What is RSD?
You might be asking yourself “What is RSD? Have you been dealing with chronic pain? Has your doctor said you suffer from Reflex Sympathetic Dystrophy (RSD) or Complex Regional Pain Syndrome (CRPS)? If so, or you’re just curious because you have heard of these illnesses and want more information, you have come to the right place for help! We want to help you answer the question “What is RSD?”
The Answer to “What is RSD?”
Reflex Sympathetic Dystrophy (RSD), also commonly referred to as Complex Regional Pain Syndrome , is a disorder of the sympathetic nervous system that causes chronic pain that can be severe. The sympathetic nervous system regulates involuntary functions of the body such as increasing heart rate, constricting blood vessels, and increasing blood pressure. Reflex Sympathetic Dystrophy impacts sufferers so intensely because the body develops an uncontrollable pain syndrome, or a chronic pain that is ongoing and causes a great deal of discomfort. When there has been nerve damage, abnormal responses of portions of the sympathetic nervous system, after they should have healed, are thought to lead to the chronic pain associated with Reflex Sympathetic Dystrophy (RSD). This pain starts as localized nerve pain and escalates from there.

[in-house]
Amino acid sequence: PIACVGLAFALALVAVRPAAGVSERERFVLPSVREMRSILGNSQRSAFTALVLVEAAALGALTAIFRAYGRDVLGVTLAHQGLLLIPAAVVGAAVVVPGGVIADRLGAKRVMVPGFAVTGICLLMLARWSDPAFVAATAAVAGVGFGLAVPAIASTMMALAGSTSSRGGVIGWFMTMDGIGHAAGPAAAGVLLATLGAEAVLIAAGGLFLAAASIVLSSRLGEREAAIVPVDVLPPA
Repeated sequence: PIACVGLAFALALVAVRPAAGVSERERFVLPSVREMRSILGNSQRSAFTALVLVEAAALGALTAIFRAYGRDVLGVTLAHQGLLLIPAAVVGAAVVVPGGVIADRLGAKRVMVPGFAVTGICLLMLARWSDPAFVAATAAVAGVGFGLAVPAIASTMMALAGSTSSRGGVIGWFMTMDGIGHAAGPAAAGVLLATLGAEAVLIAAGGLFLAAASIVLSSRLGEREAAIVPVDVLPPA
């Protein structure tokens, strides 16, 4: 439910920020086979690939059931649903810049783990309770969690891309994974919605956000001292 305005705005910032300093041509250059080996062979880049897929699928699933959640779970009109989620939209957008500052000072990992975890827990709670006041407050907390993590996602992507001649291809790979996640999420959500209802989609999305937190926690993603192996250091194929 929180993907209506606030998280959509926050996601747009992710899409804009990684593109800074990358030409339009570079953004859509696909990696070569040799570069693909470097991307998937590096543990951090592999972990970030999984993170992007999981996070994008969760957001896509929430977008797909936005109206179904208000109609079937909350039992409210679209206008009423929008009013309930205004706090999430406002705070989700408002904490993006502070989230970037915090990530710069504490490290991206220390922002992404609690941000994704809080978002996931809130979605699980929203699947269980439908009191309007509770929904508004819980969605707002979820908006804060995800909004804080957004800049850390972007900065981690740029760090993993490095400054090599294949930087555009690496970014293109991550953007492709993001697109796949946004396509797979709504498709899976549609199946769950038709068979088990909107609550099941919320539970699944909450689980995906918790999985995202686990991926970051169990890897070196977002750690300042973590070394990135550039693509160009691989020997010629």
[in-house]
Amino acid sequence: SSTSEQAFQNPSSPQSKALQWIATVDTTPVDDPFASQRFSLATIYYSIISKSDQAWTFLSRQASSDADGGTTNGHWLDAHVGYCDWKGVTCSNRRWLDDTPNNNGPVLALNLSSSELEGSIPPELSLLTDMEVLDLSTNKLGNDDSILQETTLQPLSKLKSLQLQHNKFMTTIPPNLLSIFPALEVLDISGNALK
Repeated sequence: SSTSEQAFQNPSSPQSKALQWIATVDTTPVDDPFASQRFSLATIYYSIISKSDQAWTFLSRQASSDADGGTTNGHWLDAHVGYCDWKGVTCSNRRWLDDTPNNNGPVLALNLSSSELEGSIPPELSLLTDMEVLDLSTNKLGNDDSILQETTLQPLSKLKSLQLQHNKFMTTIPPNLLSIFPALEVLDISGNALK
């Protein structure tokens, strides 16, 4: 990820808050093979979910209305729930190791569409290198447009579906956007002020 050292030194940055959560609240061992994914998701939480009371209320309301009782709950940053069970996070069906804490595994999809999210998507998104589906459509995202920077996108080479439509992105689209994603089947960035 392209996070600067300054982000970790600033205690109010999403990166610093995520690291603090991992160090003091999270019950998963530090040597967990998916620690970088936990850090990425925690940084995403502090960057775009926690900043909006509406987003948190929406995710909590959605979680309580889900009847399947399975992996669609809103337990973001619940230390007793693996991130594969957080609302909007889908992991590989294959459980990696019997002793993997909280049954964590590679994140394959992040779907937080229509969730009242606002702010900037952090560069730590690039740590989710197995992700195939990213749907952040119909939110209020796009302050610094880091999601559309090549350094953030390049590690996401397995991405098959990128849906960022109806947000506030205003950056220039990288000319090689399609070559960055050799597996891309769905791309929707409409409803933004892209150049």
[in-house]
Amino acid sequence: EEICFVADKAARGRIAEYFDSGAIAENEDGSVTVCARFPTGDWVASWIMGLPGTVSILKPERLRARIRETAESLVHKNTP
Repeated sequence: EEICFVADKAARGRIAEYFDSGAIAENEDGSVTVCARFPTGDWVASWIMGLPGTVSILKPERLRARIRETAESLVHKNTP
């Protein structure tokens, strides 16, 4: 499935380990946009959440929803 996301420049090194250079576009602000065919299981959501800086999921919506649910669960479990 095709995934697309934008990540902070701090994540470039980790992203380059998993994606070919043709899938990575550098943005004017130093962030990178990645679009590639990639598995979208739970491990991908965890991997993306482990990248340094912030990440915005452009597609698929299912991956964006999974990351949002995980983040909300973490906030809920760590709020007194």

The symptoms of Reflex Sympathetic Dystrophy typically begin with a ‘tingling’ in the nerves, especially in the arm, finger(s), palm of the hand(s) and/or shoulder. This is characterized as radiculopathy, or a condition where the nerves are not operating properly. This typically leads to burning pain that worsens over time. In some individuals, RSD, also called CRPS, may occur in one or both legs or it may be localized to a particular area in the spine. Frequently, RSD may be misdiagnosed as a painful nerve injury. The skin over the affected area(s) may become swollen (edema) and inflamed. Affected skin may be extremely sensitive to touch and to hot or cold temperatures (cutaneous hypersensitivity). The affected limb(s) may perspire excessively and be warm to the touch (vasomotor instability). The exact cause of this complex regional pain syndrome is not fully understood, although – as was previously mentioned – it may be associated with injury to the nerves, trauma, surgery, atherosclerotic cardiovascular disease, infection, or radiation therapy.
For more information on the following items, click the link to navigate to the appropriate page: